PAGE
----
I've often written about my decades-long love affair with zombie films and how the usually hyper-violent subgenre of horror movies has in recent years been experiencing a puzzling (to me) acceptance by a much larger and more mainstream audience than ever before.
Hardcore horror fans tend to be very protective of the types of movies they enjoy, and very passionate about them. Attend a horror convention or a late-night showing of any scary movie with a cult following, and that becomes obvious. Like any type of horror movies, zombie films have changed an awful lot over the years, and while it's not for me to decide if those changes are "good" or not, I have noticed a few trends that I personally find odd, and one that disturbs me.
The mainstream acceptance and integration of all things zombie is weird enough. Anyone checking out any retail website that sells cutesy fandom items will stumble across plush zombie dolls and other cute toy versions of a creature that, in most incarnations, is still a flesh-eating reanimated corpse. That's kind of weird, but also cool, and is definitely evidence that the zombieverse has shambled into a much broader section of pop culture than ever. I still remember the days of trying to explain why I liked "those movies" to people who couldn't understand the appeal, even to other horror fans who just didn't get the whole zombie thing. That's definitely changed, it's rare that I encounter someone with that reaction now.
When other movie monsters have become really popular, the material they're in and the fans they have tend to broaden in ways that aren't always cool, if a person is happy with their status as a monster. Vampires are a perfect example. While they were once spooky, blood-drinking, undead creatures that were usually played for scares, we now have lame lovelorn creeps that sparkle and fall in love with teenage girls, or they're presented as some sort of bisexual superheroes that would be more at home in a Gothic club or a romance novel. Lame.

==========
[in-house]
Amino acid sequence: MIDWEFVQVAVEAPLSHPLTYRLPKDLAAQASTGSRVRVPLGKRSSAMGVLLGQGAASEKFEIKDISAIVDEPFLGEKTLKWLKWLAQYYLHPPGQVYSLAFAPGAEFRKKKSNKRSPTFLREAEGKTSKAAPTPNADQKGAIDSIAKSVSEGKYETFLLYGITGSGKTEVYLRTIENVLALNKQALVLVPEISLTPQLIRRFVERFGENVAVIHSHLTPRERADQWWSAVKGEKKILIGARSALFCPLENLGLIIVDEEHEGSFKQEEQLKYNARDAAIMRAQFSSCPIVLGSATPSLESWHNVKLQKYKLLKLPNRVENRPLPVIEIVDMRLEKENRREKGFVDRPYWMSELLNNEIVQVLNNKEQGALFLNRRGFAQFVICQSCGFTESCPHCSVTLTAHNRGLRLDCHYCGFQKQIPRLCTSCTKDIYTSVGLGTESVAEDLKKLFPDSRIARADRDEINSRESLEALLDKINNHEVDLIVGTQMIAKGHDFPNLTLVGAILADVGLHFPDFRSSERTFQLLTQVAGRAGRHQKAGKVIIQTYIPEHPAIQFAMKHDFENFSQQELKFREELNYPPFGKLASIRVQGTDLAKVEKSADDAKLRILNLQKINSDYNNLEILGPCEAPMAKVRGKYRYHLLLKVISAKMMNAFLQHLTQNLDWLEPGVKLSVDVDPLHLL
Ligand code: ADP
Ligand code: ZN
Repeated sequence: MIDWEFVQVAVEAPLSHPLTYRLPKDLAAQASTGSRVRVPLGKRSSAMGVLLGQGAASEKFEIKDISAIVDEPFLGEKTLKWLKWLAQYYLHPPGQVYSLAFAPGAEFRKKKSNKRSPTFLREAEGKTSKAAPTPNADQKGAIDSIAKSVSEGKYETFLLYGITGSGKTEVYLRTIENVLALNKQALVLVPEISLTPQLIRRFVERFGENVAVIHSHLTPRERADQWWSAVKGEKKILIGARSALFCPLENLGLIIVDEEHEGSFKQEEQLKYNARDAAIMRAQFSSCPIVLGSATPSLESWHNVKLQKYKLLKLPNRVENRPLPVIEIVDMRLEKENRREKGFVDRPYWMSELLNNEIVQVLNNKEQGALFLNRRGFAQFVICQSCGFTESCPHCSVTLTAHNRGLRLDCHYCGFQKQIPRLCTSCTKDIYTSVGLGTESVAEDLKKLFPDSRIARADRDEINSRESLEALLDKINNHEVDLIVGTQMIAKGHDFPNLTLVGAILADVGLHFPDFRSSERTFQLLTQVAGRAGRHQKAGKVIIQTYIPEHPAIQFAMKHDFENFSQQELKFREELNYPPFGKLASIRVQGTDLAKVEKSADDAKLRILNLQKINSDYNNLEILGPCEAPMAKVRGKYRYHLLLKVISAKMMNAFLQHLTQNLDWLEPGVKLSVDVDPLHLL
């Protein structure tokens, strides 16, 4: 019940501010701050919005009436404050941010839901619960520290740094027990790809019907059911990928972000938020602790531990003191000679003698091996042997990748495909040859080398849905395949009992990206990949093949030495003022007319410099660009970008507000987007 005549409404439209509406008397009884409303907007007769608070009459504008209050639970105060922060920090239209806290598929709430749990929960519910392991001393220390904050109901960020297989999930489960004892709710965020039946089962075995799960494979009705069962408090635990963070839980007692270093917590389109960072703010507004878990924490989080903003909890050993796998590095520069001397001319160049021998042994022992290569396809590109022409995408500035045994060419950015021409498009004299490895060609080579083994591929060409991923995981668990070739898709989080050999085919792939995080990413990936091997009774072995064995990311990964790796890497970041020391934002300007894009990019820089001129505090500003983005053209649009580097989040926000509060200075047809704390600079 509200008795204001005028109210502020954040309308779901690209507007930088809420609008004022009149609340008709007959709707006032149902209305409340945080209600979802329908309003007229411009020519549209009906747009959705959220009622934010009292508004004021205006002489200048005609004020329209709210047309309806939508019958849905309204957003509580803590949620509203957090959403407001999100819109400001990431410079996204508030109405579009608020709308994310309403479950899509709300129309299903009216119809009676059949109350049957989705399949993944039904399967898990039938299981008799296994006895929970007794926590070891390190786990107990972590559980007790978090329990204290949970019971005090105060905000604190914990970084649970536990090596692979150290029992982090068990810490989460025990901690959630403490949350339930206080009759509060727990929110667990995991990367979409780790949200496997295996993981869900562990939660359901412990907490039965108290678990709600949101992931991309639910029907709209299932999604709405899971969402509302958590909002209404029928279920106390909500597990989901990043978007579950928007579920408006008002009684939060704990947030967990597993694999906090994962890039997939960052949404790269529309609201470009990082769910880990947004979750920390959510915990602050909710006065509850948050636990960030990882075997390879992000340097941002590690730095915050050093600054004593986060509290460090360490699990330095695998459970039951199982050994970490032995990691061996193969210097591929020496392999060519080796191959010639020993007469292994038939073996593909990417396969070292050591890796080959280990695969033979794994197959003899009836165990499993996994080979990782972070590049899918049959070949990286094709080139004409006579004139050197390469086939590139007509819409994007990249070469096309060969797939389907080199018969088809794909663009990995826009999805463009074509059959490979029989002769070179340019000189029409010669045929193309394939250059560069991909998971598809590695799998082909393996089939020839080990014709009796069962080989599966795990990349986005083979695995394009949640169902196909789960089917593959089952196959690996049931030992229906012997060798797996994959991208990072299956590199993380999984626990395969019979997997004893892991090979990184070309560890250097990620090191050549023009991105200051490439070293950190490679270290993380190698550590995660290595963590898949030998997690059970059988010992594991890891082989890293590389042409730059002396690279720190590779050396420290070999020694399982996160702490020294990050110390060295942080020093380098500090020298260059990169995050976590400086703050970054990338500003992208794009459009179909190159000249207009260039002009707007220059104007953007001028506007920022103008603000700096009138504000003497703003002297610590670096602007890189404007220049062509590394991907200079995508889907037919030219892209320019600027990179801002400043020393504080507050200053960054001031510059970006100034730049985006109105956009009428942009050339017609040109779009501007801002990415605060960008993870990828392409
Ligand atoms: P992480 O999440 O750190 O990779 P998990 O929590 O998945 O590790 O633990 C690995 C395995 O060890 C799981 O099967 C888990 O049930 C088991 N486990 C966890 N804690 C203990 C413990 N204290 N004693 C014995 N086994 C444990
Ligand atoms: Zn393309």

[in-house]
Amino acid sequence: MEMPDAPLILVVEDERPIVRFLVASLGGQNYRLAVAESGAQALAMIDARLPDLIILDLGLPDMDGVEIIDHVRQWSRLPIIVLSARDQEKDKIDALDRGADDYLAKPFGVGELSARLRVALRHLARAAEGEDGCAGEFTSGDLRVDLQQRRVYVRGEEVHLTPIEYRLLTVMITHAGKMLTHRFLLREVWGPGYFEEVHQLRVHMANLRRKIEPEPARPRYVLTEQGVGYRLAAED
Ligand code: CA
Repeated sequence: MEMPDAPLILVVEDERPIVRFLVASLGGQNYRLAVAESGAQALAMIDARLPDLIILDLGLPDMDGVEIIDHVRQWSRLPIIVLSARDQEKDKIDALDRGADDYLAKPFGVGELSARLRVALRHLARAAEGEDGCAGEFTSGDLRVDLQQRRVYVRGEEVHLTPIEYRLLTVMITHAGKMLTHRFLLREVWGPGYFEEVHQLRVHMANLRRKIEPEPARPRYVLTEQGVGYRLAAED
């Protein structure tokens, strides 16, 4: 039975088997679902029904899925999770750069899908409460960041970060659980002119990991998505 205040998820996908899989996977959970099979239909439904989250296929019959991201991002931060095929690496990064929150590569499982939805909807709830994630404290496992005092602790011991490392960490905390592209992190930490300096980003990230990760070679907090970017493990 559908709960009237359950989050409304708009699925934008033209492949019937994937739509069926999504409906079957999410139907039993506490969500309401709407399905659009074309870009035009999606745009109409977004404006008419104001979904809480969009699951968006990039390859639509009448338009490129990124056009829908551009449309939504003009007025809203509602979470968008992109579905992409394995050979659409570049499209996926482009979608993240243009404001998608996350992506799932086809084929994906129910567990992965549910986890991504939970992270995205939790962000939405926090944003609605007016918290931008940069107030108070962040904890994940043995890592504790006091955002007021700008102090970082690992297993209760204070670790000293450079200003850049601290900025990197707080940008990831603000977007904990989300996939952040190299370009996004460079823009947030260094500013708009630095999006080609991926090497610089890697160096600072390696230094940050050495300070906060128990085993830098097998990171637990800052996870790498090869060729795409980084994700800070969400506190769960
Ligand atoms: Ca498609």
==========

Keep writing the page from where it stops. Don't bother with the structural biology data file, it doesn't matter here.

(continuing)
Zombies aren't immune from such treatment either. So zombie movies with a romantic angle have appeared, such as Warm Bodies and the semi-romantic comedy DeadHeads. I guess I can't criticize people for coming up with new angles for this type of film. Creativity is a good thing, but the idea of romantic zombies just kind of leaves me cold. I hope that they don't eventually get the Twilight treatment and become accepted as brooding, sparkling sex objects. I asked my friend Thea Munster (professional last name she adopted), the Founding Director of the Toronto Zombie Walk, the first and among the largest zombie fan gatherings in the world, her thoughts on this:
"The appropriation of zombies from horror culture into the mainstream has somewhat decentralized the power of the zombie as a monster. Originally zombies were outsiders terrorizing the status quo, but they were also a very powerful political tool, as a zombie's strength lies in numbers and a relentless, unstoppable refusal to back down and to see a goal through. One zombie is easy to outrun or kill, but a horde is unstoppable, it will overwhelm in numbers. For those of us who grew up punk rock or in an alternative culture, the zombie represents the ability to have a voice against the wrongs of society. One person cannot change a civilization, but a unified group can make an impact."